Words From the Left Behind
It seems lately, everywhere I look, someone has died and left a little bit of themselves behind, in the form of writing, as a gift to the people who loved them.
First, beloved professor Randy Pausch developed pancreatic cancer, and wrote a speech, his last lecture, upon learning the cancer was terminal. An expanded version of the speech was written by Pausch, and co-authored by Wall street Journal reporter Jeffrey Zaslow. It was published under the name The Last Lecture and became a bestseller.
And then more recently, we heard about Notes Left Behind: 135 Days with Elena, the all too true story of a little girl named Elena Desserich who died of brain cancer at the age of only 6 years. She left hundreds of notes hidden around her family home for her sister and parents to discover after she was gone. She even left a ‘Kindergarten Survival Guide’ for her little sister.
And now we have A Journal For Jordan: A Story of Love and Honor, written by Dana Canedy, the Pulitzer Prize-winning journalist whose commonlaw husband, First Sgt, Charles Monroe King, was killed in Iraq in late 2006. King began the journal to his son, whom he met only once, in case he never made it home. In it, he concedes he is not a writer, and apologizes for the messy handwriting and questionable grammar of the book, but his message shines through. Peppered with advice, encouragment and love, the 200 pages will no doubt help Jordan know and understand a part of his father, who died when he was only 7 months old.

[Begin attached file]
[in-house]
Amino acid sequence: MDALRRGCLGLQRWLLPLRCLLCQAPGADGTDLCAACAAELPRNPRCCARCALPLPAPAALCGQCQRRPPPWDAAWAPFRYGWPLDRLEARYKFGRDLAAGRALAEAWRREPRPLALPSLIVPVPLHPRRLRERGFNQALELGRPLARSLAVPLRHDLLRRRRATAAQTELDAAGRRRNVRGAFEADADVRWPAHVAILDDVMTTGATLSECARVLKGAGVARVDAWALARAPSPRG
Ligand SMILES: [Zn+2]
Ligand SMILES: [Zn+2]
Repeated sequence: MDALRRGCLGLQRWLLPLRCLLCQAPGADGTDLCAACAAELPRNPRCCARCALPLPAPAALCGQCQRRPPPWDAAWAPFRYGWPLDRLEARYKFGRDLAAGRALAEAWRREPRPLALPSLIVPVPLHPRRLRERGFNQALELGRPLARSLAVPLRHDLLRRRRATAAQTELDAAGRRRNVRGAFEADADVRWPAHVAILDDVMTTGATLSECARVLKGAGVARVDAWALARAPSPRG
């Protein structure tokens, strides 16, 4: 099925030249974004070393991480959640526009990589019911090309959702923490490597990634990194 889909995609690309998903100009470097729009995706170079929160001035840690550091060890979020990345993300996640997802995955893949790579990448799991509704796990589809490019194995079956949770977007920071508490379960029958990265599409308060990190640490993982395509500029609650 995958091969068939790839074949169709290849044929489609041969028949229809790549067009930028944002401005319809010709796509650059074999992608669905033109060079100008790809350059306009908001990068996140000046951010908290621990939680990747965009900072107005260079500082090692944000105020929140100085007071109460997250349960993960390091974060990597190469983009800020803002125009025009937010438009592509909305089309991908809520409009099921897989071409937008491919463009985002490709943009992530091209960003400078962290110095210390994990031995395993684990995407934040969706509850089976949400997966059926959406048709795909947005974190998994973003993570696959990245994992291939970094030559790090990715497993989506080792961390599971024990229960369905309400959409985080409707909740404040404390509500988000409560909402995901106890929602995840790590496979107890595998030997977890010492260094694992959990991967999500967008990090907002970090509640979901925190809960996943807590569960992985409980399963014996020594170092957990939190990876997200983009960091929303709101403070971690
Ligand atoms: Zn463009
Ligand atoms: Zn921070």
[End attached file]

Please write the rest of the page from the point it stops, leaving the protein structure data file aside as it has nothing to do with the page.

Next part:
As sad as all these stories are, there’s something so beautiful and inspiring in them, as well. The person who’s going to die realizes that while they have to face something scary and unknown, the people who love them so much will have to carry on, and grieve, and be left with a life that now has a hole in it. With such a loving gesture, they do what they can to soothe that pain and leave a little piece of themselves, their voice, to hang on to.